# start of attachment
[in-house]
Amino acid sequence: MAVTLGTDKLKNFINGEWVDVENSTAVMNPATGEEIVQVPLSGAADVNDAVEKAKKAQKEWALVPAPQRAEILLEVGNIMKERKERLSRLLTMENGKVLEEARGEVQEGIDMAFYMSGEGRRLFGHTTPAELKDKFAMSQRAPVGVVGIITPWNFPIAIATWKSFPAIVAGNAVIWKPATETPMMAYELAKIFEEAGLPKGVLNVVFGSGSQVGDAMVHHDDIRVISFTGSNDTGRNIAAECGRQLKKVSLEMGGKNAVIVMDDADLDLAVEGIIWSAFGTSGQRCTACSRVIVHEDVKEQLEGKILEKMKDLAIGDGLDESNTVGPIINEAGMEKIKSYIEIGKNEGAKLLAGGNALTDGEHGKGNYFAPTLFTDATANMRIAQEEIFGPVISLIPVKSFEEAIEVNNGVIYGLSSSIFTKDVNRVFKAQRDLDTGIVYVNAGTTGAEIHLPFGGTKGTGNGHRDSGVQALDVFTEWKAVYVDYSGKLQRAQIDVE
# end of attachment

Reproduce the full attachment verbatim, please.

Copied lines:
[in-house]
Amino acid sequence: MAVTLGTDKLKNFINGEWVDVENSTAVMNPATGEEIVQVPLSGAADVNDAVEKAKKAQKEWALVPAPQRAEILLEVGNIMKERKERLSRLLTMENGKVLEEARGEVQEGIDMAFYMSGEGRRLFGHTTPAELKDKFAMSQRAPVGVVGIITPWNFPIAIATWKSFPAIVAGNAVIWKPATETPMMAYELAKIFEEAGLPKGVLNVVFGSGSQVGDAMVHHDDIRVISFTGSNDTGRNIAAECGRQLKKVSLEMGGKNAVIVMDDADLDLAVEGIIWSAFGTSGQRCTACSRVIVHEDVKEQLEGKILEKMKDLAIGDGLDESNTVGPIINEAGMEKIKSYIEIGKNEGAKLLAGGNALTDGEHGKGNYFAPTLFTDATANMRIAQEEIFGPVISLIPVKSFEEAIEVNNGVIYGLSSSIFTKDVNRVFKAQRDLDTGIVYVNAGTTGAEIHLPFGGTKGTGNGHRDSGVQALDVFTEWKAVYVDYSGKLQRAQIDVE